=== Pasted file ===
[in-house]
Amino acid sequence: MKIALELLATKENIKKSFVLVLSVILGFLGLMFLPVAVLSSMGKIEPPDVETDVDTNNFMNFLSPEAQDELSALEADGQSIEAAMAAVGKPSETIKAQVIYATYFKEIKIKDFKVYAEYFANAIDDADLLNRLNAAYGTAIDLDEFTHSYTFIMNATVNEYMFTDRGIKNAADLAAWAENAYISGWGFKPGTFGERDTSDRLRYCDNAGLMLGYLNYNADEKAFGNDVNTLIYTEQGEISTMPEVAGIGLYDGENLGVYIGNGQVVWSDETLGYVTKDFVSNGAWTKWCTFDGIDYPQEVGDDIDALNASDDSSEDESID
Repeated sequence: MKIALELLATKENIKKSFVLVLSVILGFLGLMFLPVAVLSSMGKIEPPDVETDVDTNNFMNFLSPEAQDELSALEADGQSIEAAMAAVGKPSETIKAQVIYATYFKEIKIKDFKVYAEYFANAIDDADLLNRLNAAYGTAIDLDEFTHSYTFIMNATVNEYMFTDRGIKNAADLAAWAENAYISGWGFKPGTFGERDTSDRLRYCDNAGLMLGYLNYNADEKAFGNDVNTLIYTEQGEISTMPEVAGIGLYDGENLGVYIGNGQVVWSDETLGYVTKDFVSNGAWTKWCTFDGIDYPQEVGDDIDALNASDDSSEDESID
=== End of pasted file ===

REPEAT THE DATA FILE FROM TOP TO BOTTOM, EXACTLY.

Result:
[in-house]
Amino acid sequence: MKIALELLATKENIKKSFVLVLSVILGFLGLMFLPVAVLSSMGKIEPPDVETDVDTNNFMNFLSPEAQDELSALEADGQSIEAAMAAVGKPSETIKAQVIYATYFKEIKIKDFKVYAEYFANAIDDADLLNRLNAAYGTAIDLDEFTHSYTFIMNATVNEYMFTDRGIKNAADLAAWAENAYISGWGFKPGTFGERDTSDRLRYCDNAGLMLGYLNYNADEKAFGNDVNTLIYTEQGEISTMPEVAGIGLYDGENLGVYIGNGQVVWSDETLGYVTKDFVSNGAWTKWCTFDGIDYPQEVGDDIDALNASDDSSEDESID
Repeated sequence: MKIALELLATKENIKKSFVLVLSVILGFLGLMFLPVAVLSSMGKIEPPDVETDVDTNNFMNFLSPEAQDELSALEADGQSIEAAMAAVGKPSETIKAQVIYATYFKEIKIKDFKVYAEYFANAIDDADLLNRLNAAYGTAIDLDEFTHSYTFIMNATVNEYMFTDRGIKNAADLAAWAENAYISGWGFKPGTFGERDTSDRLRYCDNAGLMLGYLNYNADEKAFGNDVNTLIYTEQGEISTMPEVAGIGLYDGENLGVYIGNGQVVWSDETLGYVTKDFVSNGAWTKWCTFDGIDYPQEVGDDIDALNASDDSSEDESID